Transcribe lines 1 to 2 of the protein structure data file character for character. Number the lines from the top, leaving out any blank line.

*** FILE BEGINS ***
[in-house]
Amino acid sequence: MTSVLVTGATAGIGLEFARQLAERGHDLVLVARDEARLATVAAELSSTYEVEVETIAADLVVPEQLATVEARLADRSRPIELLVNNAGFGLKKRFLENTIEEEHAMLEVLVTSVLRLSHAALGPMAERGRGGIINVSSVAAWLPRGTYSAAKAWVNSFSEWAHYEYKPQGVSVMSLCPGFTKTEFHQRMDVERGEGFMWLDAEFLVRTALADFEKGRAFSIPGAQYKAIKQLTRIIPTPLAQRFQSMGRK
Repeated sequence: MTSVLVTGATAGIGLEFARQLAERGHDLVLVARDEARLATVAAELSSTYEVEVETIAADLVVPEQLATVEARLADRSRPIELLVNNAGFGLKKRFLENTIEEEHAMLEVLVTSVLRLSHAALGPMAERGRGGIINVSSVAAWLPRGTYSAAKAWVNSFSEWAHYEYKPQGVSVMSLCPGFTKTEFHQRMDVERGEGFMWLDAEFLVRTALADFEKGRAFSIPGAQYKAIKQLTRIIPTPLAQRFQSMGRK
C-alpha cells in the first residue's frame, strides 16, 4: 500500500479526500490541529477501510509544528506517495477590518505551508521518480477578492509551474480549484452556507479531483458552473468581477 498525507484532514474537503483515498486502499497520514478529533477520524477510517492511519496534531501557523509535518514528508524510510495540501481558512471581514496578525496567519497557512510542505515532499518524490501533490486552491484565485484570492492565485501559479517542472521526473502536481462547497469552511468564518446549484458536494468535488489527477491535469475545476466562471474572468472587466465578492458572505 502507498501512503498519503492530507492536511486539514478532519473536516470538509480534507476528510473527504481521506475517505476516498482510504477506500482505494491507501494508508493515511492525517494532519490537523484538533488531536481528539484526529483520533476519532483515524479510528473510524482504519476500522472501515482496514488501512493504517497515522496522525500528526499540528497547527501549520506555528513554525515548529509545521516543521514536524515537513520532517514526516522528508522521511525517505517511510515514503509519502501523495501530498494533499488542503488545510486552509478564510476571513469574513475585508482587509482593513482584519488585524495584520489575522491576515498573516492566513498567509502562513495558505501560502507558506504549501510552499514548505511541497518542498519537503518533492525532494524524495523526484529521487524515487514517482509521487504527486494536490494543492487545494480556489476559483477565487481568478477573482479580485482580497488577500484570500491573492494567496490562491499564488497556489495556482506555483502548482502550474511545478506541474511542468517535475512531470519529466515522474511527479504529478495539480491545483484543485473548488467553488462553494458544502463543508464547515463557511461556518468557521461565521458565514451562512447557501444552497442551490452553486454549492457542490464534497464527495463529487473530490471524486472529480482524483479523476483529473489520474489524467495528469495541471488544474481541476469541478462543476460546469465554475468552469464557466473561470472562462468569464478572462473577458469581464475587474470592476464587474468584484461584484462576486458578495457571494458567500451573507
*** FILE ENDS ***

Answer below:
[in-house]
Amino acid sequence: MTSVLVTGATAGIGLEFARQLAERGHDLVLVARDEARLATVAAELSSTYEVEVETIAADLVVPEQLATVEARLADRSRPIELLVNNAGFGLKKRFLENTIEEEHAMLEVLVTSVLRLSHAALGPMAERGRGGIINVSSVAAWLPRGTYSAAKAWVNSFSEWAHYEYKPQGVSVMSLCPGFTKTEFHQRMDVERGEGFMWLDAEFLVRTALADFEKGRAFSIPGAQYKAIKQLTRIIPTPLAQRFQSMGRK